Related Review:  Wolf Hollow

 

What Children Read

If children do not see diversity in the books they read, how can they connect to other cultures?  A good friend,  who also happens to be a published author of children’s books, recently sent me Katrina Schwartz’s article with 20 Books Featuring Diverse Characters to Inspire Connection and Empathy.  Schwartz suggests books can “… provide both mirrors and windows so they {children} subconsciously build an image of who and what they could be, while building empathy and understanding for the lives of others.”

Not just for children, children’s books can send a strong message.  Here are two from the list I plan to read soon:

  • Last Stop on Market Street by Matt de la Pena – the 2016 Newbery Award Winner
  • Listen Slowly by Thanhhà Lai

book-market-street-small        book-listen-slowly-small

Related Review:  Inside Out and Back Again

 

The Thief and The Conspiracy of Kings

“I can steal anything.”

In Megan Whalen Turner’s Newbery winning book, The Thief, Gen slyly steals the king’s seal, but then brags about it – the downfall of all good thieves.  After some time in the bowels of the prison, the king’s magus – a Merlin-like advisor with wisdom and intellect – makes him an offer he cannot refuse.  His mission: to steal a hidden stone from a foreign land to secure the king’s access to more land, more riches, and the beautiful foreign queen.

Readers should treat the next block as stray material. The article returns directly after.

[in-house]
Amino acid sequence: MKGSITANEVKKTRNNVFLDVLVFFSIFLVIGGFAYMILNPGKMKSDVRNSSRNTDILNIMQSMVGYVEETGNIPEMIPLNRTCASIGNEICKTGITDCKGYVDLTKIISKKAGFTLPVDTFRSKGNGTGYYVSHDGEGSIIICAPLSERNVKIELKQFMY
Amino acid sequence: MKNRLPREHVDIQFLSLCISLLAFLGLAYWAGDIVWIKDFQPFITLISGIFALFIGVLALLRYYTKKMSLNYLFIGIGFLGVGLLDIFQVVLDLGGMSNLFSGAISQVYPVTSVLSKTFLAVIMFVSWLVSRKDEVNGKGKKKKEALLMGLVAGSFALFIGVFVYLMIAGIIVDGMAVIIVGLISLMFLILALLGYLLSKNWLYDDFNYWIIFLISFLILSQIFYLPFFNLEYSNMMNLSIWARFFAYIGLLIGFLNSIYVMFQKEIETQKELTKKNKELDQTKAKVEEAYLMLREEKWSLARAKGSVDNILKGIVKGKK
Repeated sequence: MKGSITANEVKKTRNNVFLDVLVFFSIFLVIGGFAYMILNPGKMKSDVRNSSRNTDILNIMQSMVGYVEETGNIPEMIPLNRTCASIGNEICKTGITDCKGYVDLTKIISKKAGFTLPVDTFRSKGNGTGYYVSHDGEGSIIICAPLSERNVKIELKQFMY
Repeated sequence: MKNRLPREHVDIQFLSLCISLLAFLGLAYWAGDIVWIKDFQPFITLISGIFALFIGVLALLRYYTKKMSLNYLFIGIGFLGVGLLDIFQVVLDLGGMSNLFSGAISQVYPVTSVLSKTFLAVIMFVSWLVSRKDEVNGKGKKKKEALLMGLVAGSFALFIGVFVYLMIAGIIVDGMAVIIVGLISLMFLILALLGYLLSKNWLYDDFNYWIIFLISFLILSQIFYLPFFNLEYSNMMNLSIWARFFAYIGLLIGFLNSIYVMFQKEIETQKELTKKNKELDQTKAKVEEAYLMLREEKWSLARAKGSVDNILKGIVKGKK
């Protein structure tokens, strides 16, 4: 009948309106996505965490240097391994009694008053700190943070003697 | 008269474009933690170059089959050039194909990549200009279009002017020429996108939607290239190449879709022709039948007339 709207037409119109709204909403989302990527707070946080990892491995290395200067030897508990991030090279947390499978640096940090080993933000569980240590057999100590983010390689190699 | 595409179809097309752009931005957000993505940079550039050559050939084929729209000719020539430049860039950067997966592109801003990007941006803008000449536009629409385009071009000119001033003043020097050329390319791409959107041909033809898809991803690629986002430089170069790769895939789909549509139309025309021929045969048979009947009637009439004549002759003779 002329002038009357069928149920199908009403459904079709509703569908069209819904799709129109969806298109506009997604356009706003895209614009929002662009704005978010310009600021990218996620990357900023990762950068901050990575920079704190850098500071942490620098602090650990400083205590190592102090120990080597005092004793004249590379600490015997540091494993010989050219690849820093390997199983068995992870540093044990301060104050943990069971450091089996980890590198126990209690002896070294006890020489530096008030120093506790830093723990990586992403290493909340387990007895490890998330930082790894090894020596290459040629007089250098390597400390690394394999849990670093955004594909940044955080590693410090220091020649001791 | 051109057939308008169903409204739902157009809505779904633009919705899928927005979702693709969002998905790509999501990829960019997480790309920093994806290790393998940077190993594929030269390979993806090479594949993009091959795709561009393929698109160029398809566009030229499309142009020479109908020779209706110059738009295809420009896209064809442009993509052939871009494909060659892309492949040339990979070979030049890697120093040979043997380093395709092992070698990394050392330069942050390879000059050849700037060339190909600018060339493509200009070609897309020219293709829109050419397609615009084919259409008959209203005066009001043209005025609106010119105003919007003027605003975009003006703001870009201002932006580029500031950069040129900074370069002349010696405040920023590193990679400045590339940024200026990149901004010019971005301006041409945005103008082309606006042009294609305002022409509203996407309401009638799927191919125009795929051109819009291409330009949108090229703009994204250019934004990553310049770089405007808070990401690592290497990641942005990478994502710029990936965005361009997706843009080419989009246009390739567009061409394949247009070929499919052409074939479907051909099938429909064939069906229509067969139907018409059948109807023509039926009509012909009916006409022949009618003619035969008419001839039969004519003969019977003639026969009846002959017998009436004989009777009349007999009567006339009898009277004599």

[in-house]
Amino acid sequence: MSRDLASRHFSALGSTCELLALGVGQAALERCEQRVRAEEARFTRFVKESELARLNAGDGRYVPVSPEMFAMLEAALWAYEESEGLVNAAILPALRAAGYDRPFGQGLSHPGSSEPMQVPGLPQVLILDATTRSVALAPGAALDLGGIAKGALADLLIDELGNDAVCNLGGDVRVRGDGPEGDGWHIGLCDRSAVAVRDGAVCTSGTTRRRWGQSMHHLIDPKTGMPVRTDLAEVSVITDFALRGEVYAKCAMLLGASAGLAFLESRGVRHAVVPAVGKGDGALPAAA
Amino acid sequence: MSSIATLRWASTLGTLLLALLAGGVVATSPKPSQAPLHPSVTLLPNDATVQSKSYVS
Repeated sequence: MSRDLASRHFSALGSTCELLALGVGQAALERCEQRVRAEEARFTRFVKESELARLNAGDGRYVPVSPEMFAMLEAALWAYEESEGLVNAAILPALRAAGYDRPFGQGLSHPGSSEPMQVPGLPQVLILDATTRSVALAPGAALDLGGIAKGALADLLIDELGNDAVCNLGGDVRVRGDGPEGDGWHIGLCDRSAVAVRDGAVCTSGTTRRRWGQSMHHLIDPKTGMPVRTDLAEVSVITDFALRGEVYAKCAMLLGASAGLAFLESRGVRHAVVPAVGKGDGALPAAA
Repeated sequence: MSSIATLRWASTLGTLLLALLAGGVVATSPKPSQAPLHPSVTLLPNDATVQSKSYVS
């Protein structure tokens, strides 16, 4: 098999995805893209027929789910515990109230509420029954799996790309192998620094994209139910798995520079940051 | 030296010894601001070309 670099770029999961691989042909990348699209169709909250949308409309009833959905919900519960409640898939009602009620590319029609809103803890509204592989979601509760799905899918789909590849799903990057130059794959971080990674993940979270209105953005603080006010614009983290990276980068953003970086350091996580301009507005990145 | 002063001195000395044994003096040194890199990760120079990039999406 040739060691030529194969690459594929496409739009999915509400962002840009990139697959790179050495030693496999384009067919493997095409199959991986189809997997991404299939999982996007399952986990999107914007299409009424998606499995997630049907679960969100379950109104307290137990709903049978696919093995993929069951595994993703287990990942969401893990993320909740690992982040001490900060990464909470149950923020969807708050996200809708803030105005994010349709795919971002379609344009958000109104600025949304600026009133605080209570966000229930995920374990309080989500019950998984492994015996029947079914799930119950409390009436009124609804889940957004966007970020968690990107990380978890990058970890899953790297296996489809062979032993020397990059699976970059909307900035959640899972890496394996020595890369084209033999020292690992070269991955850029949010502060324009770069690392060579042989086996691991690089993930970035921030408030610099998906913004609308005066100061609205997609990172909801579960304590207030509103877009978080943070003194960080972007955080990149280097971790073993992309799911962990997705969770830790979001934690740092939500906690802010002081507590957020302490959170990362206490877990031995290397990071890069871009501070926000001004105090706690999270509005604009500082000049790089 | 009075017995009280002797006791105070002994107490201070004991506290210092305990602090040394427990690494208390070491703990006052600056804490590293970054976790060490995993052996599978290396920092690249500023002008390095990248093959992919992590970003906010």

Using an imaginative setting resembling some of ancient Greece, with medieval trappings, and anachronisms that include guns, pocket watches, and glass panes, Turner tells the story in Gen’s voice, weaving together stories of ancient gods, a good-hearted but bumbling prince in training, a faithful guardian, and a feisty and humorous rogue who has his own plan for the booty.

Despite clues throughout (that you will notice later), the ending is a wonderful surprise.

Turner has four books in the Queen’s thief young adult series.  I started with her newest – A Conspiracy of Kings – and stopped midbook to find her starter book – The Thief – and glad I did.  Although it’s possible to read the books in any order – just as you could with the Harry Potter series – it’s much more fun to watch the characters mature and progress in each.  If you decide to dive in, read The Thief first.

In this last book, the young prince has grown up – as has everyone else in the repertoire, including the Queen’s thief – and some romance has seeped in.  But, the swashbuckling fights for honor and country are still ever-present.  What fun!  I can’t wait to see how it all turns out.

When You Reach Me

Rebecca Stead’s Newbery Award winning young adult book, When You Reach Me, is a quick read – mysterious, fun, satisfying, and validating.

“The trip is a difficult one. I will not be myself when I reach you.”

A compelling read, mysterious notes, friendship, second chances… With references to Madeleine Engle’s A Wrinkle in Time, Stead creates a coming of age story for young adults that might bring back some life-turning moments of your own.   And make you wonder, what if you could go back and do it again? 

And, for adults,  some Seventies nostalgia…

original Charlie's Angels

and a Dick Clark who never ages…

Read More: Horn Book article